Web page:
Pakes has developed econometric models and methods for studying demand and productive efficiency. His models to estimate demand and substitution patterns in differentiated product markets have enjoyed a wide take-up in both academia and in regulatory and professional analyses of antitrust questions. Further, his productivity estimation methods have become a standard tool in the empirical study of industrial output. Much of his work has focused on market dynamics: the process whereby agents in a specific industry or market progress from a starting point in which they are comfortable with their strategies through a period of substantial changes in market characteristics to an end point at which a notional order is restored. According to José Garcia Montalvo, Professor of Economics at Pompeu Fabra University and nominator of the three new laureates, in Pakes’ analysis “everything is endogenous, everything is linked to everything else. When a firm takes some action – for instance, cutting its prices – other firms respond according to factors like demand and costs, and this, in turn, provokes a reaction from competitors. What we have, in essence, is a chain of action and reaction that will gradually return the market to conditions of equilibrium.”
The complexity and sophistication of Pakes’ analysis requires the use of powerful computational models that can plot all possible reactions of all competitors, and all the reactions to their reactions.
Applications across multiple fields of economics
The jury points out that the models developed by Bresnahan, Pakes and Porter are used by antitrust authorities in many parts of the world, including the United States and the European Union, since the tools they designed provide insights into market functioning and can determine where agent transactions might distort competition. “I think my favorite example,“ Bresnahan explains, “is my empirical studies on the beer industry. Jonathan Baker and I wrote about the beer industry a long time ago, and our work has come to underlie methodologically almost all the merger reviews carried out by antitrust agencies, because we figured out how to forecast the anti-competitive effects of a merger.” After many years examining the competition status of another industry, information and communication technologies, Bresnahan took up an appointment with the U.S. Department of Justice. “In fact,” he explains, “my colleagues and I continue to advise governments on the very serious problem of how to deal with large, successful IT companies that may be creating a situation of market dominance.”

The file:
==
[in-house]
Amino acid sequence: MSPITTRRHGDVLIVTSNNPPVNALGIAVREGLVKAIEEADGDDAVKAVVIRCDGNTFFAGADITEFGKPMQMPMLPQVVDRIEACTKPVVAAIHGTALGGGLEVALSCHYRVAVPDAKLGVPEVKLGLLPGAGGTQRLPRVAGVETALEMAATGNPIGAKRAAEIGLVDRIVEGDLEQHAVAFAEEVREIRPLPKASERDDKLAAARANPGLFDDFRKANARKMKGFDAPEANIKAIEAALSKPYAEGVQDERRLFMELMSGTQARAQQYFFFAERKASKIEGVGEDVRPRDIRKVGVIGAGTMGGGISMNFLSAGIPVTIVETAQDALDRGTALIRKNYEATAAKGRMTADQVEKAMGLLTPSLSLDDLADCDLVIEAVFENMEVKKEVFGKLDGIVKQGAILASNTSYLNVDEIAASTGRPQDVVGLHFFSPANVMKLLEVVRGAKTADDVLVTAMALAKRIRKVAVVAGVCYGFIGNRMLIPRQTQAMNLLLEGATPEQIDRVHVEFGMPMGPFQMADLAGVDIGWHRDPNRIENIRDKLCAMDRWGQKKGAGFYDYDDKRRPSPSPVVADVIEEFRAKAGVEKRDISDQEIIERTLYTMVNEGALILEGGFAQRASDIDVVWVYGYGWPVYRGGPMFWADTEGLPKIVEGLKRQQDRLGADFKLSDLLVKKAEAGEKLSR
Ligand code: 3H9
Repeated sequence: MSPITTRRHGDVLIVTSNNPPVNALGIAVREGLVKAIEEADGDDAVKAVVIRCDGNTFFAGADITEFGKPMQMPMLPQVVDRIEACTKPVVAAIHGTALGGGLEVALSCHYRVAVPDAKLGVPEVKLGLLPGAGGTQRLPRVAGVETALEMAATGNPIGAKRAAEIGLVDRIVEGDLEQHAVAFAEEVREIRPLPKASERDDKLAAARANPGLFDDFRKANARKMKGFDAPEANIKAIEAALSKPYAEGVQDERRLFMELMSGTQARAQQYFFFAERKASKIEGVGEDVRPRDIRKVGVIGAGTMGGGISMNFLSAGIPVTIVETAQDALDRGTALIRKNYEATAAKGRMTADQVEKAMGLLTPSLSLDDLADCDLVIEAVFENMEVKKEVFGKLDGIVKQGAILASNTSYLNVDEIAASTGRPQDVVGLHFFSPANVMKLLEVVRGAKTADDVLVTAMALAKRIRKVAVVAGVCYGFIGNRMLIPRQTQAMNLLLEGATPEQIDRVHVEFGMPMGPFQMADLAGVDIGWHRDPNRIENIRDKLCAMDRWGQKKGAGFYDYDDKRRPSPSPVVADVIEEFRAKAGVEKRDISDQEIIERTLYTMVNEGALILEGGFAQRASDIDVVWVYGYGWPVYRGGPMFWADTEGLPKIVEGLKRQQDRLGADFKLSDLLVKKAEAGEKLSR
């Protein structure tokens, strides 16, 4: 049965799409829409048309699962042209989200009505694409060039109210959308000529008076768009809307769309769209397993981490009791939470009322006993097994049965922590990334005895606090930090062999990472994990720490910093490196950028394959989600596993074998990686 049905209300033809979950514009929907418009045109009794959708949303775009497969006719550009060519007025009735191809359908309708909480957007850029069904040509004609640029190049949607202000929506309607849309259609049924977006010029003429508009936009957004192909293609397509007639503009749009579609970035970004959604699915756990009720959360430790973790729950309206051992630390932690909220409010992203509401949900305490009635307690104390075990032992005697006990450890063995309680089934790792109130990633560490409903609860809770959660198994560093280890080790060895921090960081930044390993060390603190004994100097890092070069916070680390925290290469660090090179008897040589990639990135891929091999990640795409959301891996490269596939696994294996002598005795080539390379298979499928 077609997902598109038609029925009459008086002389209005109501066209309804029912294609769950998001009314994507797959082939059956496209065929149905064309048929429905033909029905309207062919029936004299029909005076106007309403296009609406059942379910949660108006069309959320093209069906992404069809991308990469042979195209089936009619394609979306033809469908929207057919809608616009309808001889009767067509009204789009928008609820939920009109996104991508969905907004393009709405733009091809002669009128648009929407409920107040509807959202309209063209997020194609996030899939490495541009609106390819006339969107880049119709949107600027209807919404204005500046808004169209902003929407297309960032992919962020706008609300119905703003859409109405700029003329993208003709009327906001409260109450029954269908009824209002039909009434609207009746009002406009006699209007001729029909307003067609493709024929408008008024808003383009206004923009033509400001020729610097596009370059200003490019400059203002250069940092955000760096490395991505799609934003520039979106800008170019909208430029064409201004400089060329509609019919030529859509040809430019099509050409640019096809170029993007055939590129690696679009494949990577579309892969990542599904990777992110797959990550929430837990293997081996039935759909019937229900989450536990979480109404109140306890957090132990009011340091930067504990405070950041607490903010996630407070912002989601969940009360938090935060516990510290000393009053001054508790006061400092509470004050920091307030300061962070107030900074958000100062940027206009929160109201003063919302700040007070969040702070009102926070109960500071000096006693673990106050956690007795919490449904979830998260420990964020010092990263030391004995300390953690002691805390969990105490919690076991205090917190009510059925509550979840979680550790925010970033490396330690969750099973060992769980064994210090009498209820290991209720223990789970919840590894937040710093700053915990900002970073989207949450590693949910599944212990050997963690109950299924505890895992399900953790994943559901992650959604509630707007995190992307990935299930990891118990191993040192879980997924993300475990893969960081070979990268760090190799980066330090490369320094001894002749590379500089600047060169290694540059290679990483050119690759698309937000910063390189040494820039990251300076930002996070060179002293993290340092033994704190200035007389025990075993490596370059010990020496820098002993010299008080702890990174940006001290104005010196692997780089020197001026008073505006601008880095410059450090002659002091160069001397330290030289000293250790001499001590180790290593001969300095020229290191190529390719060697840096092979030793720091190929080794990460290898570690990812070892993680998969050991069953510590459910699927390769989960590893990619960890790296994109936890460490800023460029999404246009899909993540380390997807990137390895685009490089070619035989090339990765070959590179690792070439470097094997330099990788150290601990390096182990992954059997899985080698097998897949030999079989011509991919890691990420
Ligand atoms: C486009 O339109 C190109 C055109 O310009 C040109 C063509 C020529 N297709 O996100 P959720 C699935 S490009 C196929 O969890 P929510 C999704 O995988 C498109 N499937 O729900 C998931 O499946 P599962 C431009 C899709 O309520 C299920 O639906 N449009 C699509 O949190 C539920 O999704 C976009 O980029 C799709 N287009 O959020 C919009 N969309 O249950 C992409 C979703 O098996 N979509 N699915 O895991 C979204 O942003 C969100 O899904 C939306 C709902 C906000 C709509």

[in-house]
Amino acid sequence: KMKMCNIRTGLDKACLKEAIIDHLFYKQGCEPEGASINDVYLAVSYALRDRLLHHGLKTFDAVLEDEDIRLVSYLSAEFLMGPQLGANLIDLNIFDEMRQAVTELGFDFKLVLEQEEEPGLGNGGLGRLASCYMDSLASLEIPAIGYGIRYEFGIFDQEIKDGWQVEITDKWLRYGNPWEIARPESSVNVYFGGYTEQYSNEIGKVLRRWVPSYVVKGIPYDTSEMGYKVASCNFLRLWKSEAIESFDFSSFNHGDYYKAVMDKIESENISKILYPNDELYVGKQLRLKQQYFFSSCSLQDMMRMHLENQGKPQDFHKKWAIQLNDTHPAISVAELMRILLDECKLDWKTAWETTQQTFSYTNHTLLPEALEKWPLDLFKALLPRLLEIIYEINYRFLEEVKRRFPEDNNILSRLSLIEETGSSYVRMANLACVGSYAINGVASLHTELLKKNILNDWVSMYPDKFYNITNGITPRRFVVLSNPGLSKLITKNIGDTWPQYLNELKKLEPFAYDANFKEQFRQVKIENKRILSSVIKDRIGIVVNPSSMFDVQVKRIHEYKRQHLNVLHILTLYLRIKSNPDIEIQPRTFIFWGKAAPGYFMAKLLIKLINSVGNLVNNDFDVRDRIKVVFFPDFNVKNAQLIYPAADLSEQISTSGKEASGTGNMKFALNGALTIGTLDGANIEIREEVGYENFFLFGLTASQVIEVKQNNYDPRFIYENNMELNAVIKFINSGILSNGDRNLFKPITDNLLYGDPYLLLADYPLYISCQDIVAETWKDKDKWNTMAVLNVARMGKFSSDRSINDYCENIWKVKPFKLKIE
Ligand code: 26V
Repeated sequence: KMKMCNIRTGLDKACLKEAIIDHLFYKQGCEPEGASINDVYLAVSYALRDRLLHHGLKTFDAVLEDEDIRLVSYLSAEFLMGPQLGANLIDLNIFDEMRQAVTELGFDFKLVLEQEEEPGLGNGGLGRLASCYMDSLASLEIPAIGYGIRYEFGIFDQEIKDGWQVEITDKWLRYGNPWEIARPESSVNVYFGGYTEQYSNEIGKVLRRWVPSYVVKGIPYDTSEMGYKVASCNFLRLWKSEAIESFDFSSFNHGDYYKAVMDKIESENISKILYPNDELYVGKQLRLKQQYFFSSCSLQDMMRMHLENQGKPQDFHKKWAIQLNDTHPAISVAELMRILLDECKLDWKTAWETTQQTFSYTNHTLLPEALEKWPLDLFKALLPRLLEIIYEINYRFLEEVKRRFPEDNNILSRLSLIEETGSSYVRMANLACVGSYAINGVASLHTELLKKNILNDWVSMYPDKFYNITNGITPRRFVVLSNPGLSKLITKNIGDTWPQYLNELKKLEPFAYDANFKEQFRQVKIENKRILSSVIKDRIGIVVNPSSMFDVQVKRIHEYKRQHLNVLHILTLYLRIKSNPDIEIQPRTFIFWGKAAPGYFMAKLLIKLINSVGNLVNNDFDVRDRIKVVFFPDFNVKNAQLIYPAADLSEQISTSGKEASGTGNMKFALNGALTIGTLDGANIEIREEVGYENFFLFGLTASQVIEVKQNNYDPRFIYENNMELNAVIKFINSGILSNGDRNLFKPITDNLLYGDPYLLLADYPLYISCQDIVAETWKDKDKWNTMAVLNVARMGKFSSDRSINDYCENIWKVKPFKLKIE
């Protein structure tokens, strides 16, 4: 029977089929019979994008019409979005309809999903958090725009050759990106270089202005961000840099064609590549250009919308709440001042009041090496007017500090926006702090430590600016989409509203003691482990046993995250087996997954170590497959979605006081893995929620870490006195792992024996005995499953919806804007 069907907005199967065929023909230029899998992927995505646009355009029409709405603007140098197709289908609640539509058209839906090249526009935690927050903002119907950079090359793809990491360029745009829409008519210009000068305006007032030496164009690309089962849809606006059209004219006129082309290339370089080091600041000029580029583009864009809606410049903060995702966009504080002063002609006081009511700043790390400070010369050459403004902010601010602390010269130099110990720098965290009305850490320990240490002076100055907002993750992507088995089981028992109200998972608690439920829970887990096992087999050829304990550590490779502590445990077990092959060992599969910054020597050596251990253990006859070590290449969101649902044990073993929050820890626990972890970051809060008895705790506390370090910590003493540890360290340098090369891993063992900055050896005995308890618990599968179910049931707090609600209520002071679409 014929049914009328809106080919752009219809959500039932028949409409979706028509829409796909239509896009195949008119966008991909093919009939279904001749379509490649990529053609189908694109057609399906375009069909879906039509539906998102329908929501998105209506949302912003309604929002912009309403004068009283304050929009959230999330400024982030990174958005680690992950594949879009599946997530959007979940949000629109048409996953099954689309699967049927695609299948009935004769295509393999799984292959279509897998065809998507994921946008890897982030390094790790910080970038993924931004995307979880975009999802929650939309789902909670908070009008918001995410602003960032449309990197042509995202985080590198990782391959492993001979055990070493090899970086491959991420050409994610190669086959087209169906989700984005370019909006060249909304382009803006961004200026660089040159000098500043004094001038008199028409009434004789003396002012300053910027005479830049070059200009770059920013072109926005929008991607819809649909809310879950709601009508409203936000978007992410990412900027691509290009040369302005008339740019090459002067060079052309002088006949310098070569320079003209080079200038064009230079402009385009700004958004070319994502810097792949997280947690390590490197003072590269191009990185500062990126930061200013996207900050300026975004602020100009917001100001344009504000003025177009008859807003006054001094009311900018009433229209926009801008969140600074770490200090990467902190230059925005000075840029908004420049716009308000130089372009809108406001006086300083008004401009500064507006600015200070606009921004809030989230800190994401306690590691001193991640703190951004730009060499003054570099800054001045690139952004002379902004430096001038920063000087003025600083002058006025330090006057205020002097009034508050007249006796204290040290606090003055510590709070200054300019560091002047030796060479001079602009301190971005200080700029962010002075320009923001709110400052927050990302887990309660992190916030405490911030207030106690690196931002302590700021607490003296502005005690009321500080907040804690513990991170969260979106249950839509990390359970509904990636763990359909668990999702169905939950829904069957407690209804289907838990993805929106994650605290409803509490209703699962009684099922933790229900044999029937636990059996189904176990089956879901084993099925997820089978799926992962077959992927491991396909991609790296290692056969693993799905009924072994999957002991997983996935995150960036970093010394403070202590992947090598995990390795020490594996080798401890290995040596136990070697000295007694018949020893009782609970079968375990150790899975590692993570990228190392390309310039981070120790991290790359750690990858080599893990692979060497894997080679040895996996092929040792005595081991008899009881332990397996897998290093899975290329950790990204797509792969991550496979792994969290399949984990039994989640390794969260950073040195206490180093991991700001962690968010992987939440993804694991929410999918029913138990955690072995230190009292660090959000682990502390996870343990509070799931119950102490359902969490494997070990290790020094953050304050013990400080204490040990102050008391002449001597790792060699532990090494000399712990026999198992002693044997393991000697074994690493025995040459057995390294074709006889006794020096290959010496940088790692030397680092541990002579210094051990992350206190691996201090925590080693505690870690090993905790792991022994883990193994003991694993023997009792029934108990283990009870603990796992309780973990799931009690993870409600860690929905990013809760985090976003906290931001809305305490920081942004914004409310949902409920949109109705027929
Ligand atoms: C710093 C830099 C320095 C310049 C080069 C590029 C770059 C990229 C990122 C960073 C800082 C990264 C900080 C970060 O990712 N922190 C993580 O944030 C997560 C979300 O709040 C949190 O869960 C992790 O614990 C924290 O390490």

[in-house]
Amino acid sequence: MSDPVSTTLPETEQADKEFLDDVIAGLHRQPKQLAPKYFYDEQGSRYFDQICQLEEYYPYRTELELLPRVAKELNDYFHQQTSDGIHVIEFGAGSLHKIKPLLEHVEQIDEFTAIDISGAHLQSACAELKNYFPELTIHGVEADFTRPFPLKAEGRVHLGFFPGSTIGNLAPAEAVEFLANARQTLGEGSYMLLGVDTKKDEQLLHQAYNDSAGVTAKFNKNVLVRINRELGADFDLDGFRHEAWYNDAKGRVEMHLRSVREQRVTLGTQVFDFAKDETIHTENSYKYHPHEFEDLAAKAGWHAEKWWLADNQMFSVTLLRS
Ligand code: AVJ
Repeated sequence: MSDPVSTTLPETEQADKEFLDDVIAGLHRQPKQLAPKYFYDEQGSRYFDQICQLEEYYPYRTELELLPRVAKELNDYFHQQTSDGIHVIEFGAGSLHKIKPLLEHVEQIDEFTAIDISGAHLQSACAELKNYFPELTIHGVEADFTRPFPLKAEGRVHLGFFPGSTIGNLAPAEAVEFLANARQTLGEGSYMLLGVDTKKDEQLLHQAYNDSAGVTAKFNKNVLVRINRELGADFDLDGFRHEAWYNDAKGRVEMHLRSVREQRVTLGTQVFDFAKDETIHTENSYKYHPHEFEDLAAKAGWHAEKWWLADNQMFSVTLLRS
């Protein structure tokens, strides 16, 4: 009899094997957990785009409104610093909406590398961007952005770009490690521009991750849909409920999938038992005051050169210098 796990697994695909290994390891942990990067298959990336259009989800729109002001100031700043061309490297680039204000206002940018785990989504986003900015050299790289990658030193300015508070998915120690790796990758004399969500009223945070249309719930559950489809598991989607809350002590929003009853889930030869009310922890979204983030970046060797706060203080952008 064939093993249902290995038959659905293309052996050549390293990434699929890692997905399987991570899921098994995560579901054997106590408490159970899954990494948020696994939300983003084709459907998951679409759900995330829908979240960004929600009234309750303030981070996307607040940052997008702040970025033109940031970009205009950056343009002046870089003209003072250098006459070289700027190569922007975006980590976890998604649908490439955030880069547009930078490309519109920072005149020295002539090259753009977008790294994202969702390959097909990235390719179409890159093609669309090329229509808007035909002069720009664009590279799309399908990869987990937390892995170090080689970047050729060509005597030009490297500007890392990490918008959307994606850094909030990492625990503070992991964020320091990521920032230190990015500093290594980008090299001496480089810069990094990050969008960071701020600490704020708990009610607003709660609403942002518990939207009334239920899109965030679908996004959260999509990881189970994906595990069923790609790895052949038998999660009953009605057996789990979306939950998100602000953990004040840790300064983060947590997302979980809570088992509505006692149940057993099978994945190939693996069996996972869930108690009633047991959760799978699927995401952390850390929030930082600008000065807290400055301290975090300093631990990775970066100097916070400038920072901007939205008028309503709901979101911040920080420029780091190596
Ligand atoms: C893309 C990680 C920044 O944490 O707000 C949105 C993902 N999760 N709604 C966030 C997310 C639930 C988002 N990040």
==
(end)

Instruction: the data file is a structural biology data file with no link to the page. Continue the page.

Bresnahan, Pakes and Porter’s methods, the citation continues, “have had applications in other areas of economics, including macroeconomics, international trade and health and environmental economics, where credible estimation of demand, productivity and firm behavior is a prerequisite for evidence-based policies regarding antitrust, regulation, trade and other forms of market liberalizations.”
In the healthcare area, Pakes recalls a case where “we studied the allocation of patients to hospitals. There are two ways of doing this in the U.S. One is fee-per-service, where the doctor and hospital get a fee for each service provided. And then there is ‘capitation’, where the medical group gets a set amount for each patient, and if they don’t spend it all can save some of what’s left. So the big question was: Would this cause hospitals to skimp on quality of patient care? What we found is that ‘capitated’ doctors do send patients to cheaper hospitals but without sacrificing quality. They send them to less convenient hospitals of equal quality, maybe further out of the city where they live.”
Another major application concerned the liberalization of the U.S. telecommunications market: “In the re-analysis of the break-up of the American telephone company AT&T, which had been a regulated industry and a monopoly,” Ariel Pakes explains, “the question was what were the impacts of deregulation. And we were able to show that the impact of regulation – the sector’s pre-liberalized state – had been a misallocation of capital. That is, capital was not finding its way to the most productive places. When deregulation happened, capital was reallocated optimally and productivity increased. This case became a template for the analysis of other regulated industries.”
All three laureates are currently working to translate these models to today’s markets: “It is essential,” Timothy Bresnahan stresses, “that we understand new industries (finance and high tech particularly) well enough to deploy effective competition policies. That is the biggest challenge facing the field.” For Pakes, meantime, “there are a lot of very good young people in the field, and specialists in areas like health, environment and development economics are starting to send their students to industrial organization so they can access these tools and use them in their own fields.”